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Ceredigion Community Health Mid Wales

The Year of Covid in Ceredigion

AS we mark the one-year lockdown of the coronavirus COVID-19 pandemic, we reflect on the work that has been done to attempt to control the virus in Ceredigion.

From the outset, our priority was to protect the county’s population, minimise who would contract the coronavirus and the number of deaths from it.

In the beginning, Public Health Wales projections indicated a reasonable worst-case scenario of 600 deaths in the county by June 2020 and this was not acceptable to us.

Ceredigion County Council put in place a strategy that enabled the workforce to work as one team to actively try to suppress the virus. The staff were willing to undertake whatever duties were asked of them and with the co-operation of the citizens of Ceredigion, the worst-case scenarios were never realised.


Everyone has been impacted by this virus, and our communities have felt the impact of illness and the tragic loss of life.

The Castle, Alun R. Edwards Building and the Bandstand in Aberystwyth will be lighted yellow to note the first anniversary of the UK lockdown.

To show support for those who are grieving, everyone is invited to take part in the national minute’s silence at 12pm on 23 March.


Firstly, it is important to acknowledge the 72,000 residents of Ceredigion who have adhered heroically to the challenges set by the restrictions and lockdown.

We thank the residents of the county for following the guidance so rigidly and diligently, ensuring that the number who have been infected by the coronavirus has been kept relatively low.


We have continued to provide a lot of our essential frontline services running for the people of our county.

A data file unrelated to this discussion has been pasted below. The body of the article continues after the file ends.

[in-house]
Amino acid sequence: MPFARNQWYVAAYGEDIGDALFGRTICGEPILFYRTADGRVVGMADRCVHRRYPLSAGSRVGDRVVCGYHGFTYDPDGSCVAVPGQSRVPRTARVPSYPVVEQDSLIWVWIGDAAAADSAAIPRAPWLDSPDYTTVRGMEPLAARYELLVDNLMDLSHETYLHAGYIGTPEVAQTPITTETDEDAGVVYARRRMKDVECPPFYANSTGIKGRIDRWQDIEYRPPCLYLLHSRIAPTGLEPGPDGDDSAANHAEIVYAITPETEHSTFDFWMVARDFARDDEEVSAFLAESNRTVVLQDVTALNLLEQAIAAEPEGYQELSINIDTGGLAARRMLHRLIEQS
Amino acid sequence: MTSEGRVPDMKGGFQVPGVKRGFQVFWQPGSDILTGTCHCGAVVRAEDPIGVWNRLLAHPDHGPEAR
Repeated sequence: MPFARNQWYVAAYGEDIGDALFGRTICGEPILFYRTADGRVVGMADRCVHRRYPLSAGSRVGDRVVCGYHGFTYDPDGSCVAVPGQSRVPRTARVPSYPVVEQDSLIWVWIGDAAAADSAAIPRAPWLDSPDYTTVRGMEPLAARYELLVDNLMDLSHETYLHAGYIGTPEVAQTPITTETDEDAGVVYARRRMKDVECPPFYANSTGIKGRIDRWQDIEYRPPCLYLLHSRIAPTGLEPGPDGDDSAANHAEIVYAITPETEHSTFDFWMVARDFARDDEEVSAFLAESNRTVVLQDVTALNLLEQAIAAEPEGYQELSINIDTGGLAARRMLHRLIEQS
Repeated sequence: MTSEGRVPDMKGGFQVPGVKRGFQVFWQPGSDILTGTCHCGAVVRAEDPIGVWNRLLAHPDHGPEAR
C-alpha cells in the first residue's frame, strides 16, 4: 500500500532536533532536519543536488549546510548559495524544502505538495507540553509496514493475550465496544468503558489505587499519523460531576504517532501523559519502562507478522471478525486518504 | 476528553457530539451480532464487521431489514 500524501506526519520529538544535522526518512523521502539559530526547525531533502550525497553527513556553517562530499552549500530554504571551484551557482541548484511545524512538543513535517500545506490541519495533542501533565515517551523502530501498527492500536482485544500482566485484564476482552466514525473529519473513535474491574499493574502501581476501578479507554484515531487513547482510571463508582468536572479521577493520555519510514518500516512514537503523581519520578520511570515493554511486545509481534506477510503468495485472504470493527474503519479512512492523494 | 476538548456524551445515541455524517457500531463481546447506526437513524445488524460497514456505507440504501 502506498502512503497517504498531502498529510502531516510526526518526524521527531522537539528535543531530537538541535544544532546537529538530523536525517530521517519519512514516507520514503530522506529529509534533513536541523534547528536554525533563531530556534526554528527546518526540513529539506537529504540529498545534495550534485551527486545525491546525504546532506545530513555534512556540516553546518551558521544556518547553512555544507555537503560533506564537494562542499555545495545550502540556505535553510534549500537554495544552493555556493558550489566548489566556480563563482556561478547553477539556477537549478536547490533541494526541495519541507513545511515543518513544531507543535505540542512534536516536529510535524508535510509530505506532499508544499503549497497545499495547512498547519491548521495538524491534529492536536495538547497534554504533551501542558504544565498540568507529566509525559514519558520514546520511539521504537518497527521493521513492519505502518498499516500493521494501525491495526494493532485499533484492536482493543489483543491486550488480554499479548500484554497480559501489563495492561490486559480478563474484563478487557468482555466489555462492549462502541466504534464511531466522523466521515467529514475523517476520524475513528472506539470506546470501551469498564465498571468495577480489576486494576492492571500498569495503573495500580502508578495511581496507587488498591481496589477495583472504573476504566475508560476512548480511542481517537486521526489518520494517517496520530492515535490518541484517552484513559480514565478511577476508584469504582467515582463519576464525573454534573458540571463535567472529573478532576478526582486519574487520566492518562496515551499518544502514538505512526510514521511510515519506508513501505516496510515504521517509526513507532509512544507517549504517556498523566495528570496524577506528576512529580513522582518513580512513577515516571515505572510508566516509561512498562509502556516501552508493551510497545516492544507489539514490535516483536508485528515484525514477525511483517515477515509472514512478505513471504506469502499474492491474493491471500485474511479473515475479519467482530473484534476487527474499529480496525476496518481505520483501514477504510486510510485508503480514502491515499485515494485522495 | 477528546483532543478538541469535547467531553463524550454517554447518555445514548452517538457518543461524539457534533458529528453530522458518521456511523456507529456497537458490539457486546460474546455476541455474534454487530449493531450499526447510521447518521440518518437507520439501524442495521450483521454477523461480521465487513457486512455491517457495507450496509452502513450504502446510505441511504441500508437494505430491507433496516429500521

Many of these services have been supported by staff from other services who volunteered to be re-deployed. Their willingness to assist has been essential in maintaining these services, including waste management, supporting our residential care homes and the Childcare Hubs.

The first steps were to get Ceredigion down to its core population, which meant working with the tourism sector and the Universities to close their facilities in a controlled and safe manner.

We are grateful to those who worked with us to close temporarily, meaning the population was reduced by 35,000.

Prior to the first official lockdown, we closed the doors to our care homes. We worked closely with the private care homes to ensure the safety of our most vulnerable people and have continued to do so.

Our ICT Team established video conferencing facilities in the homes to enable the residents to speak with their loved ones on a regular basis.

An initial in-house contact tracing system was developed by the Council at the beginning of April, which was then integrated with the national system.

The Contact Tracing Team continues to perform to a high standard – making that critical first contact with the majority of those who have had a positive test result within 24 hours.

Schools have been closed for around eight months of the last year and teachers have adapted to support children and young people to learn remotely.

Childcare for children of frontline service workers was provided across the county.

A Personal Protective Equipment (PPE) Hub was set up to coordinate the equipment for services within the county.

A number of our staff across all secondary schools in Ceredigion produced face-shields. This ensured that this critical element of the coronavirus response was undertaken to keep frontline workers and service users safe.